The art on display at Ameci Pizza Kitchen in Camarillo Village Square isn’t your typical pizza place decor. They have an entire wall featuring the work of a prolific local artist, David Idell, whose painting style is bold, bright, and beloved by Ameci customers.
What sets Idell apart? He has a developmental disability.
Idell was one of the original members of Kindling Studios, a working art studio located in Old Town Camarillo as a program within a larger organization called Reid’s Gift. Created in 2013 in honor of Reid Brian Thompson, an inspiring young man with Autism who passed away, Reid’s Gift provides services to adults and teens with developmental disabilities. Kindling Studios is one of these programs, and resides within the Studio Channel Islands nonprofit. This location imbeds Kindling Studios within a coalition of other local artists, galleries, and studios, creating a valuable sense of community and inspiration for its members.
One of the core principles of Reid’s Gift states that, “All people, regardless of diagnosis, spoken language skills, conservatorship status, or any other factor, can and should direct their own lives.” This philosophy extends to each of the 24 artists at Kindling Studios who all either have down syndrome, autism, or another developmental disability, but are thriving entrepreneurial artists honing their craft and selling their work.
Idell’s success as an artist within the community speaks to the importance and impact of Kindling Studios.
“When David first started the program, although he had been getting commissions, selling his work for money was something that was new,” explains Tina Ebsen, the Program Director of Reid’s Gift whose main focus is Kindling Studios. “So he would bring in these canvases and we would ask him to write, ‘I will sell this painting for money’ on the canvas.” Soon these words came to fruition as people began buying his paintings and praising his talent. “Once he started getting in the flow of getting money for his work, he was so happy that this was actually a thing that he could do,” says Ebsen.
The founder of Reid’s Gift, Molly K. Rearick, has devoted her entire career to advocating for adults with developmental disabilities like Idell. In an article by VCReporter she explains that once students with disabilities graduate from high school or age out by turning 22, they are dependent on state-funded services for community involvement. At this point she says they are often “relegated to center-based programs or group homes that focus on those adults’ perceived weaknesses rather than on strengths, and those adults are segregated from the larger community.”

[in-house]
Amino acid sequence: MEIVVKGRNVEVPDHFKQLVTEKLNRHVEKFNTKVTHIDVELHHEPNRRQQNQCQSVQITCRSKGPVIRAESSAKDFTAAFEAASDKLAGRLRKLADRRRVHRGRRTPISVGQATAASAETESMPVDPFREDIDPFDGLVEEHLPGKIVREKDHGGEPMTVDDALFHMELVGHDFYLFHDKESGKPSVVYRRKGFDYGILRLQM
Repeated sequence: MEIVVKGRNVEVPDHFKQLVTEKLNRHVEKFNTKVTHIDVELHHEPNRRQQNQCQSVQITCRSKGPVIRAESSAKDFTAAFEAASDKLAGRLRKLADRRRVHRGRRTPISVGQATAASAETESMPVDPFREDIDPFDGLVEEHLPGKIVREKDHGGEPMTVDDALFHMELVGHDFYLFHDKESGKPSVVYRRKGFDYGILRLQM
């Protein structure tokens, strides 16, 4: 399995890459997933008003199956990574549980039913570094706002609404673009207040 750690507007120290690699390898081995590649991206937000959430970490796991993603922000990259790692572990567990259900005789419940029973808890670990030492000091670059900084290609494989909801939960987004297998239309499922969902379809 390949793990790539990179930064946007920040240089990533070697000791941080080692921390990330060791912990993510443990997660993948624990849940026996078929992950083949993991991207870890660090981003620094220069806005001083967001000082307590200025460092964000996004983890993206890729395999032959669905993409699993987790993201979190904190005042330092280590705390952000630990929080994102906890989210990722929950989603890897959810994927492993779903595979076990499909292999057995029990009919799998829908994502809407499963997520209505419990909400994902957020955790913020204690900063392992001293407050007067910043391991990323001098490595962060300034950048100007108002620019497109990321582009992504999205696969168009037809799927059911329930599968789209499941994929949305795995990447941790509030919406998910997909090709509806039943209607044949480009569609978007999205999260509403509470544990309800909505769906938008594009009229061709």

Reid’s Gift and Kindling Studios were created as a direct response to the lack of meaningful services available to this underserved sect of the population.
Kindling Studios aims to provide its artists with more than just skills in the arts. On top of classes in painting, drawing, photography, graphic design, ceramics, weaving, felting, sewing, quilting, and more, Kindling Studios teaches its artists what they refer to as the “Business of Art,” where they learn the entrepreneurial skills necessary to sell their work and market themselves. The artists are taught how to create and run an Etsy shop to sell their work online, which requires a mastery of inventory and processing payments.
Ebsen emphasizes that their artists have ambitious goals and serious intentions. “They’re not just coming in thinking about, ‘I enjoy doing arts and crafts, I’d like to just sit with other people and create this because there’s nothing better to do with my day.'” She continues, “These are people who identify as artists and this is the profession they want to pursue.”
The prosperity of Kindling Studios is undeniable and can be seen directly within the Camarillo community. As part of its partnership with the Ventura County Arts Council, there’s a display case at the Pacific View Mall in Ventura for Kindling Studios’ artists to present and sell their work. “It’s really incredible for them to have their work on public display,” says Ebsen. “They have this sense of accomplishment and feeling valued a member of their community.”
“One of the biggest misunderstandings that we come across is that people assume that because a person has autism or down syndrome that that really limits their ability to do amazing things,” say Ebsen. “What we push here is this presumption of confidence. People are able, when you challenge them, to rise up and actualize their potential.”
Kindling Studios is determined to help its members become fully realized artists and engaged community members, both creatively and economically. Most importantly though, they demand respect for their artists. “Art plays such an important role in the lives of the artists that are here,” concludes Ebsen. “For a lot of them, it may be there only means to really express themselves.”
Also published on Medium.